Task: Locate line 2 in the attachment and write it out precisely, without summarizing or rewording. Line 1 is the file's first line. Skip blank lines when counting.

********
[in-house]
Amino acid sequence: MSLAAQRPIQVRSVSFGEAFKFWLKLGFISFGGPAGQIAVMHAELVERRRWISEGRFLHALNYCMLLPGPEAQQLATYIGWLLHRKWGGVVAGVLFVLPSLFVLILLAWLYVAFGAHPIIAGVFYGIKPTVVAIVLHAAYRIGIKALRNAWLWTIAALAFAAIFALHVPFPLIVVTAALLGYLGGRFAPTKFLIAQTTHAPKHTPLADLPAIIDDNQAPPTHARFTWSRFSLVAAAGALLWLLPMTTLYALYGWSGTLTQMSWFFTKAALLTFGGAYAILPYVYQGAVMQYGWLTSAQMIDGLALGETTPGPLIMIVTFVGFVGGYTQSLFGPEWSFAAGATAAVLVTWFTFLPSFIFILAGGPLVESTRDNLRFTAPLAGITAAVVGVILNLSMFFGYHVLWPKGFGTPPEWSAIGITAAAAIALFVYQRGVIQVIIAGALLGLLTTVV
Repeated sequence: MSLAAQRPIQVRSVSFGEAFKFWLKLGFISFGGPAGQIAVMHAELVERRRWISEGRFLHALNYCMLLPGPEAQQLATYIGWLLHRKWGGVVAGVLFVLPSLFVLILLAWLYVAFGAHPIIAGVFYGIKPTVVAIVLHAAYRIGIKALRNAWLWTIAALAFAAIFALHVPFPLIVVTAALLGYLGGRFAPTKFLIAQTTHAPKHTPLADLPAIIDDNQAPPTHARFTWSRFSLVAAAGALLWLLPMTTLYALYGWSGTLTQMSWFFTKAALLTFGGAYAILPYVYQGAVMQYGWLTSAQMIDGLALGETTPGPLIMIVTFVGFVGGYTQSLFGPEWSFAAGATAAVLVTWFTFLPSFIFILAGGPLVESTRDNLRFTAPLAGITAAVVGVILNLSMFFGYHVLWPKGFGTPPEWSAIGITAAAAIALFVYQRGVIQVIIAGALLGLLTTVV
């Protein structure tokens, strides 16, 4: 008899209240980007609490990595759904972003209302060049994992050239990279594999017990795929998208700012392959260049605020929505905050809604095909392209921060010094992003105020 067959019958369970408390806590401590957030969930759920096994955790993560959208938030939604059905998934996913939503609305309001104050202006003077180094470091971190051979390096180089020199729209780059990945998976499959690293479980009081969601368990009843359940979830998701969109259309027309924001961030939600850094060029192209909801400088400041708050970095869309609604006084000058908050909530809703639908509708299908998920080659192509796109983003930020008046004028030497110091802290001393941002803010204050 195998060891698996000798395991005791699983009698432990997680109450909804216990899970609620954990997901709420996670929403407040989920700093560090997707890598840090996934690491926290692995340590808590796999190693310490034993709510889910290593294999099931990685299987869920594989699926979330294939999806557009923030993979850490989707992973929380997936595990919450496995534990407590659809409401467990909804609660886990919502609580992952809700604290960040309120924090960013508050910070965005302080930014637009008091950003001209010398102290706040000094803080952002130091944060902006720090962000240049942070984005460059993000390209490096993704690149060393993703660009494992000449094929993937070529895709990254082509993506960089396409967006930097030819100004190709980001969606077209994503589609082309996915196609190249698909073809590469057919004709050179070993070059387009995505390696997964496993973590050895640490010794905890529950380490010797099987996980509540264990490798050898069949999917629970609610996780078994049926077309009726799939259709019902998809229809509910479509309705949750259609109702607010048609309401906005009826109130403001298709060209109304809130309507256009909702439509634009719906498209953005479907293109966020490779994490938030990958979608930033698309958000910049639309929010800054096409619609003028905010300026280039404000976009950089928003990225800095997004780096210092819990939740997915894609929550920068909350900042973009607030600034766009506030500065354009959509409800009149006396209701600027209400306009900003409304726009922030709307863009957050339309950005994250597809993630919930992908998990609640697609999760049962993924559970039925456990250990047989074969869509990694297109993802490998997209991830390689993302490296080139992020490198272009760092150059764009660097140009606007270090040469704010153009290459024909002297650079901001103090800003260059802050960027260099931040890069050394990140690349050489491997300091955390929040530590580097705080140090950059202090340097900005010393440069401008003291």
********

Amino acid sequence: MSLAAQRPIQVRSVSFGEAFKFWLKLGFISFGGPAGQIAVMHAELVERRRWISEGRFLHALNYCMLLPGPEAQQLATYIGWLLHRKWGGVVAGVLFVLPSLFVLILLAWLYVAFGAHPIIAGVFYGIKPTVVAIVLHAAYRIGIKALRNAWLWTIAALAFAAIFALHVPFPLIVVTAALLGYLGGRFAPTKFLIAQTTHAPKHTPLADLPAIIDDNQAPPTHARFTWSRFSLVAAAGALLWLLPMTTLYALYGWSGTLTQMSWFFTKAALLTFGGAYAILPYVYQGAVMQYGWLTSAQMIDGLALGETTPGPLIMIVTFVGFVGGYTQSLFGPEWSFAAGATAAVLVTWFTFLPSFIFILAGGPLVESTRDNLRFTAPLAGITAAVVGVILNLSMFFGYHVLWPKGFGTPPEWSAIGITAAAAIALFVYQRGVIQVIIAGALLGLLTTVV